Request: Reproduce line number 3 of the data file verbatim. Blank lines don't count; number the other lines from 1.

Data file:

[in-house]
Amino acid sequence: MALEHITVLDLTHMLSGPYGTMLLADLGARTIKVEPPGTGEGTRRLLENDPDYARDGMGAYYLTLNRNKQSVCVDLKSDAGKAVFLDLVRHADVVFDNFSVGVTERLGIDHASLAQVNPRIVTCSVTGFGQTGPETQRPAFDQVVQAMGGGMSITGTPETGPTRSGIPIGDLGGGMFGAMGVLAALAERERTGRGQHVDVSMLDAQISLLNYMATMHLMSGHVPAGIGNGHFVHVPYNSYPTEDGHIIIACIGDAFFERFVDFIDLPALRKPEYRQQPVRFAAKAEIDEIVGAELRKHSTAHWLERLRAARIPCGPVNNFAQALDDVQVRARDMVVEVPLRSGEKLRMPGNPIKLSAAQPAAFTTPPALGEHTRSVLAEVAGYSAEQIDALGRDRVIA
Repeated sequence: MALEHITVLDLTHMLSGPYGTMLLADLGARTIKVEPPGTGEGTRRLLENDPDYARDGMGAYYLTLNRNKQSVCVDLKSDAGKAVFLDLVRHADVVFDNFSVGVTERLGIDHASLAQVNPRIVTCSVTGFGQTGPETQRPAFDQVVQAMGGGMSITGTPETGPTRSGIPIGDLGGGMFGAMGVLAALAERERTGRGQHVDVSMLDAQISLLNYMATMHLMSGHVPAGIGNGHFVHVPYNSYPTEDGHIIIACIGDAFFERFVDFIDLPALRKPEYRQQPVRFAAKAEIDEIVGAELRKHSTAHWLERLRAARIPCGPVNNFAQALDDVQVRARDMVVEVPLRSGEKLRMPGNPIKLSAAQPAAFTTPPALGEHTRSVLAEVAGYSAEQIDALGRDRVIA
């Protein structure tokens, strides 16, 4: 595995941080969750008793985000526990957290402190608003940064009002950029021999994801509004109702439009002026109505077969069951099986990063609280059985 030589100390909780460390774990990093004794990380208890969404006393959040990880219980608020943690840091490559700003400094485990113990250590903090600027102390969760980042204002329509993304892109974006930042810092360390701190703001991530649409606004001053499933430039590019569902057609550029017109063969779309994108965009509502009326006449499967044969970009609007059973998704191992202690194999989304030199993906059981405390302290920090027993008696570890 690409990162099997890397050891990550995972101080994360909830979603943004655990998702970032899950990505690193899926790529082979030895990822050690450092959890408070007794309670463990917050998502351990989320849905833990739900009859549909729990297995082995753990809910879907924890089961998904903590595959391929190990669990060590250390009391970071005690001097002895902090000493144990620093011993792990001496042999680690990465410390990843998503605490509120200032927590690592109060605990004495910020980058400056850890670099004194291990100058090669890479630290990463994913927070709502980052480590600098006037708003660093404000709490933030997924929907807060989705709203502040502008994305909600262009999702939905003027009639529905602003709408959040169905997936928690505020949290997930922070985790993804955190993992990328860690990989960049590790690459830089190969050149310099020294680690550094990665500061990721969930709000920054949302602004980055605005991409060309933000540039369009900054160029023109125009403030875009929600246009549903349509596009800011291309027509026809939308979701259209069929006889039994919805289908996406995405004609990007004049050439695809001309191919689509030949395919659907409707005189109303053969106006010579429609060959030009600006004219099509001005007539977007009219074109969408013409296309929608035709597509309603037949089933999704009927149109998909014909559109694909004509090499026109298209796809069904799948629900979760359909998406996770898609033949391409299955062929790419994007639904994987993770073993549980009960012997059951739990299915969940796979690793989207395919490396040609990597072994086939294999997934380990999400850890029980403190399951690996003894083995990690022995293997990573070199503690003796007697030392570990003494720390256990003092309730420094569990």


Repeated sequence: MALEHITVLDLTHMLSGPYGTMLLADLGARTIKVEPPGTGEGTRRLLENDPDYARDGMGAYYLTLNRNKQSVCVDLKSDAGKAVFLDLVRHADVVFDNFSVGVTERLGIDHASLAQVNPRIVTCSVTGFGQTGPETQRPAFDQVVQAMGGGMSITGTPETGPTRSGIPIGDLGGGMFGAMGVLAALAERERTGRGQHVDVSMLDAQISLLNYMATMHLMSGHVPAGIGNGHFVHVPYNSYPTEDGHIIIACIGDAFFERFVDFIDLPALRKPEYRQQPVRFAAKAEIDEIVGAELRKHSTAHWLERLRAARIPCGPVNNFAQALDDVQVRARDMVVEVPLRSGEKLRMPGNPIKLSAAQPAAFTTPPALGEHTRSVLAEVAGYSAEQIDALGRDRVIA